Of the 374 PWE’s in the present study, 67 were single. The marriage rate among patients with epilepsy was 27.3%, which is 1.15% of that expected in the overall population of Birjand City with the same age range according to the 2012 data of the Iranian Statistical Information Service (http://www.sabteahval.ir/avej/) while the divorce rate among PWE’s was 54.8%, which is 26% of that expected in the overall population of Birjand City in the same age range (2012 Iranian Statistical Information Service data; http://www.sabteahval.ir/avej/; Table 1).

In a similar study that Agarwal et. al. (2006) conducted on 240 patients with epilepsy in India, it was found that PWE’s had a lower marriage rate than the general population and women with epilepsy had a higher divorce rate (Agarwal et al. 2006). Although attitude toward epilepsy has improved in recent years, negative public attitude toward epilepsy persists (Kim et al. 2003). Some people believe that PWE’s should not marry because their children might have epilepsy too although their seizures may be well controlled. Degree of noted negative ideas against PWE’s has been different in several countries and in different cultural situations (Kim et al. 2003; Diiorio et al. 2004; Spatt et al. 2005; Awad & Sarkhoo 2008; Njamnshi et al. 2009). In addition to the public negative attitude, the perceived stigma of epilepsy in PWE’s can be attributed to this matter (Jacoby 2002). We think that interaction between the externalized and internalized stigma of epilepsy might have an impact on marital status in PWE’s.

Previous studies have reported that seizure-related clinical characteristics of PWE’s such as seizure episodes and remission of the condition did not induce any negative attitude toward the current marital status (Wada et al. 2001; Sillanpää et al. 2004). In one study in South Korea, most of the people were against their children’s marriage with a PWE and the childbearing of women with epilepsy (Choi-Kwon et al. 2004).

A lower marriage rate in women with early onset seizure seems to be a global phenomenon (Agarwal et al. 2006). It seems that childhood-onset epilepsy might have indirect impacts on personality, psychosocial maturation, and academic achievement of an individual which can be transferred through parents’ lower expectations or peer group negative attitude (Sillanpää et al. 2004). These interpersonal stigmas which can happen in the interaction of PWE’s with others, both within and outside the family, might cause lower socioeconomic status in these patients (Sillanpää et al. 2004).

The present study revealed that higher divorce rate in PWE’s might be the result of concealing epilepsy from one’s spouse before marriage because of fear from unfair discrimination in various respects. This issue was a common behavior due to the perceived stigma of epilepsy and might be the main cause of divorce in PWE’s. The main victims of this perceived stigma behavior are women with epilepsy or PWE’s who have entered an arranged marriage followed by an undesirable result (Agarwal et al. 2006; Wada et al. 2001) which seems to be due to the general culture of the society. In fact, Iran’s social culture is such that when a woman suffers from a certain disease, she will have more conjugal problems than men.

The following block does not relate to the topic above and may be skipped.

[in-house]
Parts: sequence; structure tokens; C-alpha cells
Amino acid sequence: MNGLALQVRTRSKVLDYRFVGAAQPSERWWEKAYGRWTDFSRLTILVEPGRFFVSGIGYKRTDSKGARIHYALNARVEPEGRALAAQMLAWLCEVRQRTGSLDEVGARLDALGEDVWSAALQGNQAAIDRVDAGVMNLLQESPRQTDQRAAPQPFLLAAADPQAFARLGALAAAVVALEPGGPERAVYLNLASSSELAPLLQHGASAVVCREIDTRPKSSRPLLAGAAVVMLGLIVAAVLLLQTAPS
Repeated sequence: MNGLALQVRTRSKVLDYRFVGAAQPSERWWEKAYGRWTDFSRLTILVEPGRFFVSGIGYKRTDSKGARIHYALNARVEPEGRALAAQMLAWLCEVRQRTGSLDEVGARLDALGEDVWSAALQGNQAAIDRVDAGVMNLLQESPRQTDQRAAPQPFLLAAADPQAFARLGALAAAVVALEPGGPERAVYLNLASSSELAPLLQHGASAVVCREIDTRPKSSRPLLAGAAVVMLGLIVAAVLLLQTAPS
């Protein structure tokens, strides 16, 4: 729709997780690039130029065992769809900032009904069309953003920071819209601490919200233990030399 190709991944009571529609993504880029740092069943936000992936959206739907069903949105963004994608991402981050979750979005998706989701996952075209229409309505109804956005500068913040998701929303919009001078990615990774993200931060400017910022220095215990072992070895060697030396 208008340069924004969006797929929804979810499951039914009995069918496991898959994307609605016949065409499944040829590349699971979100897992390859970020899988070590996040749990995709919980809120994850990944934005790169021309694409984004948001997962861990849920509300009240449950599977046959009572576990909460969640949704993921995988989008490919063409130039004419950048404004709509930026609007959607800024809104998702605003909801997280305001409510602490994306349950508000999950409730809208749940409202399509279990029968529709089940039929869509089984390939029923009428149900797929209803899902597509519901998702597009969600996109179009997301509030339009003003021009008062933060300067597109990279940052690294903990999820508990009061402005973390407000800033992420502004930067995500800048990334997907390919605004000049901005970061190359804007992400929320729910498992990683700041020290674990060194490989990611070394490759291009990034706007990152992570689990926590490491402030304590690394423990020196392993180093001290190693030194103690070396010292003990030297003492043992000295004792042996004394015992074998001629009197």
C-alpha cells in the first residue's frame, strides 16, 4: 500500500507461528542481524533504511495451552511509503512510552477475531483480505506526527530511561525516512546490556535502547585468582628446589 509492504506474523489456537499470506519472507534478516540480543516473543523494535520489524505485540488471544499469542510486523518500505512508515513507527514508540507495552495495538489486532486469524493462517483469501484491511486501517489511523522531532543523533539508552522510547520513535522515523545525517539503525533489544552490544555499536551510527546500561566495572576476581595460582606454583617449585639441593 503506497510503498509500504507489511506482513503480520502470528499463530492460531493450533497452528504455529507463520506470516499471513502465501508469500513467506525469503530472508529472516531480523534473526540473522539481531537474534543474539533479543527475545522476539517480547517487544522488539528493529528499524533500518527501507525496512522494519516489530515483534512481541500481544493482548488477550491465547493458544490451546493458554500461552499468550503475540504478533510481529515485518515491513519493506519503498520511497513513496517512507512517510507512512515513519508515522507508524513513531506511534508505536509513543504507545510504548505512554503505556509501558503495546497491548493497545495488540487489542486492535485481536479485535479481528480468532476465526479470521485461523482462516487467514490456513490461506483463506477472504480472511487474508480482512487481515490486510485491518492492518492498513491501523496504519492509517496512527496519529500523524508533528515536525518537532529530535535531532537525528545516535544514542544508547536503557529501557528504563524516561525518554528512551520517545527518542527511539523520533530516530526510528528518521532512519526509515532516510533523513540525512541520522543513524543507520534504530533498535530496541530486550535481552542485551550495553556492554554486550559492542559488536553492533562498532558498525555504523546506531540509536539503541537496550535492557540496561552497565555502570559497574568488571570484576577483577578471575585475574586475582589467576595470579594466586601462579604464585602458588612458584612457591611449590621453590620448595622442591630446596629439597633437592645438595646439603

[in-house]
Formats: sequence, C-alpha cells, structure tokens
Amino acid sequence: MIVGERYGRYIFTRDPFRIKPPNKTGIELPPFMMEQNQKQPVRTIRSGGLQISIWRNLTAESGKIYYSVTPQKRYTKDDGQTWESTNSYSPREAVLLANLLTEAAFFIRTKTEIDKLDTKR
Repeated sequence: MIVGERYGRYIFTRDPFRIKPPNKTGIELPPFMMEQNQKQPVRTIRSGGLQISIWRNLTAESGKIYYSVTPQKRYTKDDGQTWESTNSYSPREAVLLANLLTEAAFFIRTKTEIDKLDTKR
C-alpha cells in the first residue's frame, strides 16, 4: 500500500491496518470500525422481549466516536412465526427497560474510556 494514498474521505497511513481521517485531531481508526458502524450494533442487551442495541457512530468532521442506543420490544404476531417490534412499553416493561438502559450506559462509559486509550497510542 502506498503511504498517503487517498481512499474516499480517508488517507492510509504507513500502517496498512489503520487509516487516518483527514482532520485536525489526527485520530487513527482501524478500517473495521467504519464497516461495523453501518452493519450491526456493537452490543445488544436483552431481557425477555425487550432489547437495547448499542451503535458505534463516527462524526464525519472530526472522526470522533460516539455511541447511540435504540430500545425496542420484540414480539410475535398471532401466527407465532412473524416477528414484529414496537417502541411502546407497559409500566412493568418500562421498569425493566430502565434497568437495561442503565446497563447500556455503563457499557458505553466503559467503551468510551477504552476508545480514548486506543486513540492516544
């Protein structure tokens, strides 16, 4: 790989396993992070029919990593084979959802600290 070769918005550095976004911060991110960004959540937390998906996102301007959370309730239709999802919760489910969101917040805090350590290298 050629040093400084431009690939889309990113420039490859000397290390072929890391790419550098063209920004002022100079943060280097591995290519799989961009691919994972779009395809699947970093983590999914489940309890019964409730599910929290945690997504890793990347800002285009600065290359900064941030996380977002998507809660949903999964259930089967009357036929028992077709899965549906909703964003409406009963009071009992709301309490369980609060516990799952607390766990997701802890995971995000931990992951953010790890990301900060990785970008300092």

The results of this study also showed that PWE’s who disclosed their illness before marriage might not suffer from serious social discrimination in conjugal life forever. The PWE’s suffering from the enacted stigma of epilepsy are significantly more likely to get divorced in comparison with other patients.

5. Conclusion

The perceived stigma of patients with epilepsy does have negative impacts on the marital status of PWE’s in Iran. We must encourage the public to remove the shadow over the epilepsy stigma and make a suitable milieu for PWE’s. Seizure control in PWE’s, early treatment, and family counseling will help to improve the marital status of those with marital conflicts.

6. Limitations of the study

Although this research was carefully prepared, we are still aware of its limitations and shortcomings. First of all, the research was conducted in two groups and lasted for 6 months. Six months is not enough for the researchers to observe all aspects of epilepsy in patients’ marital status. It would be better if it was done during a longer period of time. Also, in order to generalize the results to larger groups, the study should have involved a greater number of participants. Second, it would be better if the population of the control group increased to 2 or 3 times of the number of PWE’s for a better case–control study.

Endnote

aPWE’s are only concerned.

Abbreviations

PWE: 

Patients with epilepsy.

Declarations

Acknowledgements

The authors (R.HR) acknowledge the financial support of Birjand University of Medical Sciences for this research in 2012.

Authors’ Affiliations

(1)
Department of Neuroradiology, University of Zurich
(2)
Birjand University of Medical Sciences
(3)
(4)
Department of Neurosurgery, Birjand University of Medical Sciences

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© Riasi et al.; licensee Springer. 2015

This article is published under license to BioMed Central Ltd. This is an Open Access article distributed under the terms of the Creative Commons Attribution License (http://creativecommons.org/licenses/by/4.0), which permits unrestricted use, distribution, and reproduction in any medium, provided the original work is properly credited.